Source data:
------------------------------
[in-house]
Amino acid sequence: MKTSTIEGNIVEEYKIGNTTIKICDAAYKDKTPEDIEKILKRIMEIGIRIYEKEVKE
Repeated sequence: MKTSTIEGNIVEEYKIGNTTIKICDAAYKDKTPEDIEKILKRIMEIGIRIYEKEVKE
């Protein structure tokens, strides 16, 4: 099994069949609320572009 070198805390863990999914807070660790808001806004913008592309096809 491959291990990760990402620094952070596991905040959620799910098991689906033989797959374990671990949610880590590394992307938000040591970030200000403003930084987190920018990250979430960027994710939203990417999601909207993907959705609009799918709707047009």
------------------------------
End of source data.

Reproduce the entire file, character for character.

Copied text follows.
[in-house]
Amino acid sequence: MKTSTIEGNIVEEYKIGNTTIKICDAAYKDKTPEDIEKILKRIMEIGIRIYEKEVKE
Repeated sequence: MKTSTIEGNIVEEYKIGNTTIKICDAAYKDKTPEDIEKILKRIMEIGIRIYEKEVKE
């Protein structure tokens, strides 16, 4: 099994069949609320572009 070198805390863990999914807070660790808001806004913008592309096809 491959291990990760990402620094952070596991905040959620799910098991689906033989797959374990671990949610880590590394992307938000040591970030200000403003930084987190920018990250979430960027994710939203990417999601909207993907959705609009799918709707047009």